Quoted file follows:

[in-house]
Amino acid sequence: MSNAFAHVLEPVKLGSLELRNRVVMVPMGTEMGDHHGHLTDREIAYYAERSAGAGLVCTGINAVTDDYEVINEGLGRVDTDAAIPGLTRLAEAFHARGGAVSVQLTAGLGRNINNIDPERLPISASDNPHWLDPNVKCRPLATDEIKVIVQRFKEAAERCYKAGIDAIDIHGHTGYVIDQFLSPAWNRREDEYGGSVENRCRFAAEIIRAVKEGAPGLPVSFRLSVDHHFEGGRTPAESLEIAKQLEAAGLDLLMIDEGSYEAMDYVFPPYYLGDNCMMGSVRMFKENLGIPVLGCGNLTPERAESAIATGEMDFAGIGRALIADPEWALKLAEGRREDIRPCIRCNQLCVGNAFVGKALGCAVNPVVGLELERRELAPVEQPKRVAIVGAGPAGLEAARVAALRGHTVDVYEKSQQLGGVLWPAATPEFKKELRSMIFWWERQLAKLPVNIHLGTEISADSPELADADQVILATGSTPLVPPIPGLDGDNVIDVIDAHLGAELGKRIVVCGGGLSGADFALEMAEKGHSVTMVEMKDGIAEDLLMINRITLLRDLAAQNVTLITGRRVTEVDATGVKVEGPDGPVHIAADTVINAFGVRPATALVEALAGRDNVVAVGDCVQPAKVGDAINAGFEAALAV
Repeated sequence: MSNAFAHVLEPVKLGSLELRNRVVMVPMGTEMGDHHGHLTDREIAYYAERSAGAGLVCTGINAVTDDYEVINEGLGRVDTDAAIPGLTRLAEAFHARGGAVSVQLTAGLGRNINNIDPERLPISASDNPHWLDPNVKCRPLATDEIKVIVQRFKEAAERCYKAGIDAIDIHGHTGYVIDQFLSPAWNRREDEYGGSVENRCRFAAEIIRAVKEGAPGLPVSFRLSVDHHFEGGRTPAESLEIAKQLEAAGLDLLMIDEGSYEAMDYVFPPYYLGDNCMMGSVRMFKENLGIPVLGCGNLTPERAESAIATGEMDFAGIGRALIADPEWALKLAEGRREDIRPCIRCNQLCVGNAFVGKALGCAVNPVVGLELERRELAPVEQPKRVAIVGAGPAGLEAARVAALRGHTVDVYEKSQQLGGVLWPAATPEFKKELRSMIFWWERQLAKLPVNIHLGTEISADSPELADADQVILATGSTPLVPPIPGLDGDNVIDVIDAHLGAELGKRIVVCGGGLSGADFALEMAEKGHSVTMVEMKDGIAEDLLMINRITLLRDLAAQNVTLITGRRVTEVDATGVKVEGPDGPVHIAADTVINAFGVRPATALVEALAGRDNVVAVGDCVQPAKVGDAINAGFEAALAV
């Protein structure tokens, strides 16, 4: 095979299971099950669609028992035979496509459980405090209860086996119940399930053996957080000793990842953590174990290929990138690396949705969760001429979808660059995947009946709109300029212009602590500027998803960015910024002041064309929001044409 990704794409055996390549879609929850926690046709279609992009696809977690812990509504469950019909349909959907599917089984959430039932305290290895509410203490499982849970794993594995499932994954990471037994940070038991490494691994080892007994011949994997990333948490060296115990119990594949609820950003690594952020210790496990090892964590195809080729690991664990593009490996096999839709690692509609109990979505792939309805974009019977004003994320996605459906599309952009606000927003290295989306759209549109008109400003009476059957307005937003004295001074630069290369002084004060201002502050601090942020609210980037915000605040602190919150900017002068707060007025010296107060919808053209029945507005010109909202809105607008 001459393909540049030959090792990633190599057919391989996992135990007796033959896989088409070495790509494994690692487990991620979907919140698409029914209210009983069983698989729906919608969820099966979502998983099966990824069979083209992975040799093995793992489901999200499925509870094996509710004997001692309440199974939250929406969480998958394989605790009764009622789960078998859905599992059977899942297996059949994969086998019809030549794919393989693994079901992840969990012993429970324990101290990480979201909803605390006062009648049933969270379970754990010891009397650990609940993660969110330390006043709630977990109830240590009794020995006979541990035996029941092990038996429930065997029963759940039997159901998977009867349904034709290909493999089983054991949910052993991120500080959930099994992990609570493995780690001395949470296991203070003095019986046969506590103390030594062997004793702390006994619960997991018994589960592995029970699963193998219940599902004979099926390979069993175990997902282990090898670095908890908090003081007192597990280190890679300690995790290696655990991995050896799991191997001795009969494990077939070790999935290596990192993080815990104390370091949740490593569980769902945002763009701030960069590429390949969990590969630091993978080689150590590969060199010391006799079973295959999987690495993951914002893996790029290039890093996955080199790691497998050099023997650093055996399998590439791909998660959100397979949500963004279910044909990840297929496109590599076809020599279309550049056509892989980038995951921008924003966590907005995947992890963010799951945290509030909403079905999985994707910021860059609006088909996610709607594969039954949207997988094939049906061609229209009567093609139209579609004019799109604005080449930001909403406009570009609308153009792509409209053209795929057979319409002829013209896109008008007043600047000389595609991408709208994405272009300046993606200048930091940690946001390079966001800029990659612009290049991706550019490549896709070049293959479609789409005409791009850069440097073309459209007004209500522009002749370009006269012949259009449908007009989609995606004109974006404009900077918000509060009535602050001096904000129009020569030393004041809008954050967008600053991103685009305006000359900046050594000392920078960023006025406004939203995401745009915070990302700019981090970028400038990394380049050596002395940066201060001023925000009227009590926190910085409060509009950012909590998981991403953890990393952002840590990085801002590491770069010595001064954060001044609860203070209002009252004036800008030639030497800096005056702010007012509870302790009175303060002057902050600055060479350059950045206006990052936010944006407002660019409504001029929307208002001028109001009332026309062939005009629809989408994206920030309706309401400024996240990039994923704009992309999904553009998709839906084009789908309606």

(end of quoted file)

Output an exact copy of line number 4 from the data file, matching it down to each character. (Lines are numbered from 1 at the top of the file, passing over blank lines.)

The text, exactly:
């Protein structure tokens, strides 16, 4: 095979299971099950669609028992035979496509459980405090209860086996119940399930053996957080000793990842953590174990290929990138690396949705969760001429979808660059995947009946709109300029212009602590500027998803960015910024002041064309929001044409 990704794409055996390549879609929850926690046709279609992009696809977690812990509504469950019909349909959907599917089984959430039932305290290895509410203490499982849970794993594995499932994954990471037994940070038991490494691994080892007994011949994997990333948490060296115990119990594949609820950003690594952020210790496990090892964590195809080729690991664990593009490996096999839709690692509609109990979505792939309805974009019977004003994320996605459906599309952009606000927003290295989306759209549109008109400003009476059957307005937003004295001074630069290369002084004060201002502050601090942020609210980037915000605040602190919150900017002068707060007025010296107060919808053209029945507005010109909202809105607008 001459393909540049030959090792990633190599057919391989996992135990007796033959896989088409070495790509494994690692487990991620979907919140698409029914209210009983069983698989729906919608969820099966979502998983099966990824069979083209992975040799093995793992489901999200499925509870094996509710004997001692309440199974939250929406969480998958394989605790009764009622789960078998859905599992059977899942297996059949994969086998019809030549794919393989693994079901992840969990012993429970324990101290990480979201909803605390006062009648049933969270379970754990010891009397650990609940993660969110330390006043709630977990109830240590009794020995006979541990035996029941092990038996429930065997029963759940039997159901998977009867349904034709290909493999089983054991949910052993991120500080959930099994992990609570493995780690001395949470296991203070003095019986046969506590103390030594062997004793702390006994619960997991018994589960592995029970699963193998219940599902004979099926390979069993175990997902282990090898670095908890908090003081007192597990280190890679300690995790290696655990991995050896799991191997001795009969494990077939070790999935290596990192993080815990104390370091949740490593569980769902945002763009701030960069590429390949969990590969630091993978080689150590590969060199010391006799079973295959999987690495993951914002893996790029290039890093996955080199790691497998050099023997650093055996399998590439791909998660959100397979949500963004279910044909990840297929496109590599076809020599279309550049056509892989980038995951921008924003966590907005995947992890963010799951945290509030909403079905999985994707910021860059609006088909996610709607594969039954949207997988094939049906061609229209009567093609139209579609004019799109604005080449930001909403406009570009609308153009792509409209053209795929057979319409002829013209896109008008007043600047000389595609991408709208994405272009300046993606200048930091940690946001390079966001800029990659612009290049991706550019490549896709070049293959479609789409005409791009850069440097073309459209007004209500522009002749370009006269012949259009449908007009989609995606004109974006404009900077918000509060009535602050001096904000129009020569030393004041809008954050967008600053991103685009305006000359900046050594000392920078960023006025406004939203995401745009915070990302700019981090970028400038990394380049050596002395940066201060001023925000009227009590926190910085409060509009950012909590998981991403953890990393952002840590990085801002590491770069010595001064954060001044609860203070209002009252004036800008030639030497800096005056702010007012509870302790009175303060002057902050600055060479350059950045206006990052936010944006407002660019409504001029929307208002001028109001009332026309062939005009629809989408994206920030309706309401400024996240990039994923704009992309999904553009998709839906084009789908309606």